Poll wrap: Coalition gains in Newspoll after Shorten's bad week, while left wins Mexican landslide
Tuesday, Jul 3, 2018, 04:08 AM | Source: The Conversation
This week’s Newspoll, conducted from June 28 to July 1 from a sample of 1,609, gave Labor a 51-49 lead, a one-point gain for the Coalition since last fortnight. Primary votes were 39% Coalition (up one), 37% Labor (down one), 9% Greens (down one) and 6% One Nation (steady).
Although the gap narrowed, this was Malcolm Turnbull’s 35th successive Newspoll loss as PM, five more than Tony Abbott, and two more than the previous record 33 successive losses for a government.
Read more: Poll wrap: Coalition's record Newspoll losing streak, and Rebekha Sharkie has large lead in Mayo
In this Newspoll, the total vote for Labor and the Greens was 46% (down two), and the total vote for the Coalition and One Nation was 45% (up one). This Newspoll matched a late April Newspoll as the worst performance by the left-of-centre parties since July 2017.
42% (up two) were satisfied with Turnbull’s performance, and 48% (down two) were dissatisfied, for a net approval of -6, Turnbull’s best since March 2016. Bill Shorten’s net approval dropped three points to -25. Turnbull maintained a large unchanged 46-31 better PM lead over Shorten.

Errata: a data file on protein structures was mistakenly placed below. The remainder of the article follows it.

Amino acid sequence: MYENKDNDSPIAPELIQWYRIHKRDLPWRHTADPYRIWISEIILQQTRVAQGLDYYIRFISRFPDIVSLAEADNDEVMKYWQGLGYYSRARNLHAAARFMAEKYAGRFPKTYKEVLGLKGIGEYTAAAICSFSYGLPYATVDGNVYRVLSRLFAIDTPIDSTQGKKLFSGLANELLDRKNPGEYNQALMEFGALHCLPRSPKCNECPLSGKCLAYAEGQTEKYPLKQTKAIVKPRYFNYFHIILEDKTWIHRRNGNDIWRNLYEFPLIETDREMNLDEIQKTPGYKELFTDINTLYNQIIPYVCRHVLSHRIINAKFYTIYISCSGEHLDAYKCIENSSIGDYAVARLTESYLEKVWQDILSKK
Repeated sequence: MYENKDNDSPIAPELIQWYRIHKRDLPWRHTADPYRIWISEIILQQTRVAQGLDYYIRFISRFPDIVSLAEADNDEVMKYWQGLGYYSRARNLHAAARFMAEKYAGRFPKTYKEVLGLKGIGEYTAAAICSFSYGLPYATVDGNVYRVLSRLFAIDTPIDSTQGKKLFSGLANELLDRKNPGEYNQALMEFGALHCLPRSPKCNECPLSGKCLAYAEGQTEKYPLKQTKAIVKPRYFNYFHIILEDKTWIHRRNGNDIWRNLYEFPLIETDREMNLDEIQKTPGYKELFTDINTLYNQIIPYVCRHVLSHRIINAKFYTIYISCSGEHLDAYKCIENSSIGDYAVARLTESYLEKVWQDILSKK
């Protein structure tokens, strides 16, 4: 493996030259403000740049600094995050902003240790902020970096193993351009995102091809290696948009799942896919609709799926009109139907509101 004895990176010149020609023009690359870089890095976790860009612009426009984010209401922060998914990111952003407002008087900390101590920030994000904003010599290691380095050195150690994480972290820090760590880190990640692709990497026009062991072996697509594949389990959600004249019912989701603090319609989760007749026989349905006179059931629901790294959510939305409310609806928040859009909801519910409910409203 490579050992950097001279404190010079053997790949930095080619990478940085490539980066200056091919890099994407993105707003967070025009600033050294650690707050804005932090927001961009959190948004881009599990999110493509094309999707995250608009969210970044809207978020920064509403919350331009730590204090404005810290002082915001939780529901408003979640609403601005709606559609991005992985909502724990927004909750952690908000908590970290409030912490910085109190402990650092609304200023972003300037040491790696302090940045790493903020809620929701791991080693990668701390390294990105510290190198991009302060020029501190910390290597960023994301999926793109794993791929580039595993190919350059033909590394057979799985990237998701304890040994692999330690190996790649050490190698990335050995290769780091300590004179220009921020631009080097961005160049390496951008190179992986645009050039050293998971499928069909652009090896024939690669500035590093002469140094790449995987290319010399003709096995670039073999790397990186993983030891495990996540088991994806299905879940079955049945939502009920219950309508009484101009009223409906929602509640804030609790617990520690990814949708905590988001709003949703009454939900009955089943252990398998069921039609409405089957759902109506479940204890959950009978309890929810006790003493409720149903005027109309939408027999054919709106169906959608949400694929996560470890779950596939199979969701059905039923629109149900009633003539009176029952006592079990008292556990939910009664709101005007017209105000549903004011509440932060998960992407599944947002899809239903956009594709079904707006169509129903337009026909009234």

By 52-37, voters supported Shorten’s initial plan to “take tax cuts away” from companies with turnovers between $10 million and $50 million a year. By a narrow 46-44, voters opposed taking the tax cuts away from companies with turnovers between $2 million and $10 million a year.
Other questions on the company tax cuts repeated a skewed question that I criticised five weeks ago. The question on whether the cuts would create more jobs (50-36 agreed) focused on a pro-tax cuts argument, without any counter-argument presented.
Read more: Poll wrap: Newspoll asks skewed company tax cut question as Labor gains
The final question asked if it was fair for Shorten to attack Turnbull for “having been successful in his business career?” This framing is very favourable to Turnbull.
It is likely that Labor dropped in this poll due to Shorten’s mess-up over the company tax rates. When a party’s leader blunders, it is more likely to affect the party’s vote than a mistake by anyone else. After Tony Abbott announced the resumption of knights and dames in January 2015, the Coalition’s vote dived.
Read more: Federal Labor's Lead Surges after 'Knightmare'
I think Labor should be more worried about Turnbull’s rising ratings than Shorten’s bad week. The PM’s net approval and the government’s two party vote are strongly correlated, so the better Turnbull’s net approval, the better the Coalition will tend to do on voting intentions.
Essential: 52-48 to Labor
This week’s Essential, conducted June 28 to July 1 from a sample of 1,035, gave Labor a 52-48 lead, unchanged since last fortnight. Primary votes were 40% Coalition (up two), 37% Labor (up two), 11% Greens (steady) and 6% One Nation (down one). If Essential used Newspoll’s new methods, it would probably be 51-49 to Labor. Essential continues to use 2016 election preference flows.